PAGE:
Guide to the debating chamber
In the present 50th Parliament, there are 121 members. A plan showing where those members are seated in the House is available to download from this website (see related documents).
The debating chamber of New Zealand’s House of Representatives is a horseshoe-shaped hall at the heart of Parliament House. The Speaker of the House sits in a raised chair at the open end of the ‘horseshoe’. This gives the Speaker a clear view of the Chamber.
The Speaker allocates the block of seats occupied by each party. As seen from the Speaker’s chair, members from the Government parties usually sit in the seats to the right with members of the Opposition parties seated to the left. Each party decides where its members sit within its block, with higher-ranked members usually sitting in the front seats, or ‘benches’.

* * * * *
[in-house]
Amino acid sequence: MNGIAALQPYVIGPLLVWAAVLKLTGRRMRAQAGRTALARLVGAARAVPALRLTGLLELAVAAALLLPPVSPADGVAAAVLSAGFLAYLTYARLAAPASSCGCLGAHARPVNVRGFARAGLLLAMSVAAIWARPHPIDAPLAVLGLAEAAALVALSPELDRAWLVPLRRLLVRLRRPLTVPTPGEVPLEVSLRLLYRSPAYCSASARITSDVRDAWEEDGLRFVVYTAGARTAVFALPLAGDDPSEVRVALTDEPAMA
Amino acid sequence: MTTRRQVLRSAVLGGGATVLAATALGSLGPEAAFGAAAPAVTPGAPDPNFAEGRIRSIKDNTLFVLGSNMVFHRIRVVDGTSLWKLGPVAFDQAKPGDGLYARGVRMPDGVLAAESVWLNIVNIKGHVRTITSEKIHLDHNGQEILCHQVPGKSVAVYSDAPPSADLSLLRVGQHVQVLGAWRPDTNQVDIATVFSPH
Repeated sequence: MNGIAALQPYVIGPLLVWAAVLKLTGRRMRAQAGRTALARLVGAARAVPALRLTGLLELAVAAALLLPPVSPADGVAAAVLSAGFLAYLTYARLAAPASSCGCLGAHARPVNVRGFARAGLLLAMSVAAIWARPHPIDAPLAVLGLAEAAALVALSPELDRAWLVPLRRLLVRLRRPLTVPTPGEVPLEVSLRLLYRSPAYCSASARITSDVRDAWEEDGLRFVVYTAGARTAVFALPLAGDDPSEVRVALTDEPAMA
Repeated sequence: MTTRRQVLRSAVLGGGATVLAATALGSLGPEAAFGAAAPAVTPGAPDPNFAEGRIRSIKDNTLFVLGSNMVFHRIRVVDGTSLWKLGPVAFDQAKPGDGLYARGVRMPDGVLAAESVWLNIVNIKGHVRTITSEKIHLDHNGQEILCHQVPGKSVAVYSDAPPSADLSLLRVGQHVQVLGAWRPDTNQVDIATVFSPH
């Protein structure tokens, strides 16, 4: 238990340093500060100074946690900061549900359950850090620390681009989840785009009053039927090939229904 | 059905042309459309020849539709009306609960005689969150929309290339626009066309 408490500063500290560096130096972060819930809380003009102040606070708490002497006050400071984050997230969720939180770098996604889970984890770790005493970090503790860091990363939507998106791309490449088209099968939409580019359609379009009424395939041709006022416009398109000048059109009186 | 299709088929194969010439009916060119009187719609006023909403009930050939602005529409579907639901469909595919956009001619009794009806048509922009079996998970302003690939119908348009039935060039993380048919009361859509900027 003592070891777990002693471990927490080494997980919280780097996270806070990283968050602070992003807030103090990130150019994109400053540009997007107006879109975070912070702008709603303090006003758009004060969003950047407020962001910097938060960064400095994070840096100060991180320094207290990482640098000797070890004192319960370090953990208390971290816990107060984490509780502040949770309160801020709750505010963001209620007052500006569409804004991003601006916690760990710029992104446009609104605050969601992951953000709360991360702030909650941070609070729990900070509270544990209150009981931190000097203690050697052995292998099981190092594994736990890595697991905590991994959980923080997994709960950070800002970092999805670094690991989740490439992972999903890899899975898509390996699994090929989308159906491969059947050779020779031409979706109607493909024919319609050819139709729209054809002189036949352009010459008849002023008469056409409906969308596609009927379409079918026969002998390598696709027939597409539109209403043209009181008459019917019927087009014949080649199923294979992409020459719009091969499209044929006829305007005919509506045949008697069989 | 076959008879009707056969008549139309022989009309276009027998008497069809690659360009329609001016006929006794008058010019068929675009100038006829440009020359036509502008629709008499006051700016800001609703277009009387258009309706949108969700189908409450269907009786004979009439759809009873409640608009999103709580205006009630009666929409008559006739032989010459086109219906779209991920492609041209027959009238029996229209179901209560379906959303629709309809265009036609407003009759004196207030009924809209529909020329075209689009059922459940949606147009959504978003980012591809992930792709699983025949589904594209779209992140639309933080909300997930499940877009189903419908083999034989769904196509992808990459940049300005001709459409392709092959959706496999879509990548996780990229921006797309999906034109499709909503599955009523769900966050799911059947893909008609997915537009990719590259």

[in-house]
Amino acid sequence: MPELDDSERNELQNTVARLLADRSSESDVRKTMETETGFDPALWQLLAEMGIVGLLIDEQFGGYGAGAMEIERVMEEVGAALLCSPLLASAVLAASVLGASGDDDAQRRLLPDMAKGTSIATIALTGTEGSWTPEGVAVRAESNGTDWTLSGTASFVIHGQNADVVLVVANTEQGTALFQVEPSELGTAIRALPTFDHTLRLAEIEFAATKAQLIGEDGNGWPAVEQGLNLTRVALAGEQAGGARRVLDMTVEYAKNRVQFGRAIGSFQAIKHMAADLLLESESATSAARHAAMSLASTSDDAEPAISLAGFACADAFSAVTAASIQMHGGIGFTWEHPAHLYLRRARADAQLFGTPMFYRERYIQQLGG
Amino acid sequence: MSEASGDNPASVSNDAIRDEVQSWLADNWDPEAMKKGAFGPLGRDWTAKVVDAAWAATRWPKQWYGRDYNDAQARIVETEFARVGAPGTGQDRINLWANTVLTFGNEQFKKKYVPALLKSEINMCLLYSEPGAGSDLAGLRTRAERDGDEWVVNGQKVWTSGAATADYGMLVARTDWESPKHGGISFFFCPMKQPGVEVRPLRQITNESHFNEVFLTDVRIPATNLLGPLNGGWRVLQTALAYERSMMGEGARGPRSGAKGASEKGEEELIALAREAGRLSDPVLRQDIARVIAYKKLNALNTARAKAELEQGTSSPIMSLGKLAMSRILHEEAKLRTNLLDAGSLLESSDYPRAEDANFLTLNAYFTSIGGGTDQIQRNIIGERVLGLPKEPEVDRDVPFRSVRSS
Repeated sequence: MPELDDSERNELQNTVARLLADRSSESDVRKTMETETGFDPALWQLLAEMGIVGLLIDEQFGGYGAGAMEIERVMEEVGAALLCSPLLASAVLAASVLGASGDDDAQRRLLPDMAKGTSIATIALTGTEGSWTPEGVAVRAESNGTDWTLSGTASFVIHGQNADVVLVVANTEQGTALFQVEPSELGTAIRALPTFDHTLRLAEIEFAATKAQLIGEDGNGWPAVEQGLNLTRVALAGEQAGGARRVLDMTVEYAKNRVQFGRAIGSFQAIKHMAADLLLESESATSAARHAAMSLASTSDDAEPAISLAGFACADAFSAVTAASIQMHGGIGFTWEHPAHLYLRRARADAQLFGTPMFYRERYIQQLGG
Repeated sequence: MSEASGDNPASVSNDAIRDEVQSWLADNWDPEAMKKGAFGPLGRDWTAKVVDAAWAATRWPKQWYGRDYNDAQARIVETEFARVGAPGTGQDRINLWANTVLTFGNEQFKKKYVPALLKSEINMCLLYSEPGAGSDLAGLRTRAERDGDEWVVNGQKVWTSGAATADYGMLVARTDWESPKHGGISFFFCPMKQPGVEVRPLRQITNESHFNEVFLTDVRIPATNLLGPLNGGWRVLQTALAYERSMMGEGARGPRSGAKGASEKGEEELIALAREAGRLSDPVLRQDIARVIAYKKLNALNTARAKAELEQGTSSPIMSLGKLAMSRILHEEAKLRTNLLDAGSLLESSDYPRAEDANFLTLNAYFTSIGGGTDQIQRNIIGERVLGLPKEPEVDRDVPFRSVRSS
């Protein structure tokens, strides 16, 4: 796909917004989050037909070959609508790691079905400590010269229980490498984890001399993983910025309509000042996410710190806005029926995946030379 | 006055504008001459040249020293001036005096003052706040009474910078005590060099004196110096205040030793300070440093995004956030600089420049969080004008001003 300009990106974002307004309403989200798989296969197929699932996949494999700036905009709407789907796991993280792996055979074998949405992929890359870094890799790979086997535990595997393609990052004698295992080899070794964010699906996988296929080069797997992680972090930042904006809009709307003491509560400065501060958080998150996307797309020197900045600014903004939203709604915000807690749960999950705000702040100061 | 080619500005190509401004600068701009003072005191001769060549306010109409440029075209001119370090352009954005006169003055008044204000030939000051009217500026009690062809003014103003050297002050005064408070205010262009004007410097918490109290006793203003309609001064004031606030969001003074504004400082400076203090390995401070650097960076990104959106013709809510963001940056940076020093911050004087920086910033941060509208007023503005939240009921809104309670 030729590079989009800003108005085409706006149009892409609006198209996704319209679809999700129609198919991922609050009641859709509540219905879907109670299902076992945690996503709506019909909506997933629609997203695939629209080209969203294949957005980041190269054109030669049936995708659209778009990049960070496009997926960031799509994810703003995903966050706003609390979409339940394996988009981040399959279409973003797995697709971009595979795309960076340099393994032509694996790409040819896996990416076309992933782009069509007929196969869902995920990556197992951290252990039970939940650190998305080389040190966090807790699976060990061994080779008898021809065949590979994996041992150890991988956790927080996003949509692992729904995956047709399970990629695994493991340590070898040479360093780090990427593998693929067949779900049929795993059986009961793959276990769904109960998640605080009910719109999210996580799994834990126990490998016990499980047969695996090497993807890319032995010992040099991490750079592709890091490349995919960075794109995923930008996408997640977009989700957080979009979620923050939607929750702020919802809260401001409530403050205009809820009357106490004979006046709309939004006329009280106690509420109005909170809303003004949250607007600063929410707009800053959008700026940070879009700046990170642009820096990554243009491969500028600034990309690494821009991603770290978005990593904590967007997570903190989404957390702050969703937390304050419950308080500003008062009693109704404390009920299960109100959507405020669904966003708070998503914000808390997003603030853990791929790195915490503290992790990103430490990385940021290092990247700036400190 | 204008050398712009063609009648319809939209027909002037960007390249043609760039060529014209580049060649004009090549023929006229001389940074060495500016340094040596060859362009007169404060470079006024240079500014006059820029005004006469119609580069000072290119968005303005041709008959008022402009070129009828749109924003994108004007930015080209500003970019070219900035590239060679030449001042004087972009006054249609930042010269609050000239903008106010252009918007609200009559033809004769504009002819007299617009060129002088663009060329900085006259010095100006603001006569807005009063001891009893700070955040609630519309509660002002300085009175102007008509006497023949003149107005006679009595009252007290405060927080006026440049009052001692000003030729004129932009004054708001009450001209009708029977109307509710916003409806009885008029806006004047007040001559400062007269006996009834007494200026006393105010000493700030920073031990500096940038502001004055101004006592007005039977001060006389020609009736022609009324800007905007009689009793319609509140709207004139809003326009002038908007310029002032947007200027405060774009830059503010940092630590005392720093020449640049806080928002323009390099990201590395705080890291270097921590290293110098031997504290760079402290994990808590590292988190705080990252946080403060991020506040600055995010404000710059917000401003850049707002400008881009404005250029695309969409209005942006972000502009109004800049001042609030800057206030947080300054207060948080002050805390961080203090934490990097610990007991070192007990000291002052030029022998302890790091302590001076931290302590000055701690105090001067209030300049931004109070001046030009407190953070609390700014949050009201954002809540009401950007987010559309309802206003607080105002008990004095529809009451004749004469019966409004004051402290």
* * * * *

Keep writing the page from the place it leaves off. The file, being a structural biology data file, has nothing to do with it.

Situated in front of the Speaker’s chair is the Table of the House, where the Clerk of the House sits. When the House resolves itself into a committee of the whole House, the chairperson and the Minister or member in charge of the bill also sit at the Table. Seated elsewhere within the Chamber are parliamentary staff such as Hansard reporters, the Serjeant-at-Arms, and Chamber attendants, as well as officials assisting Ministers during debates.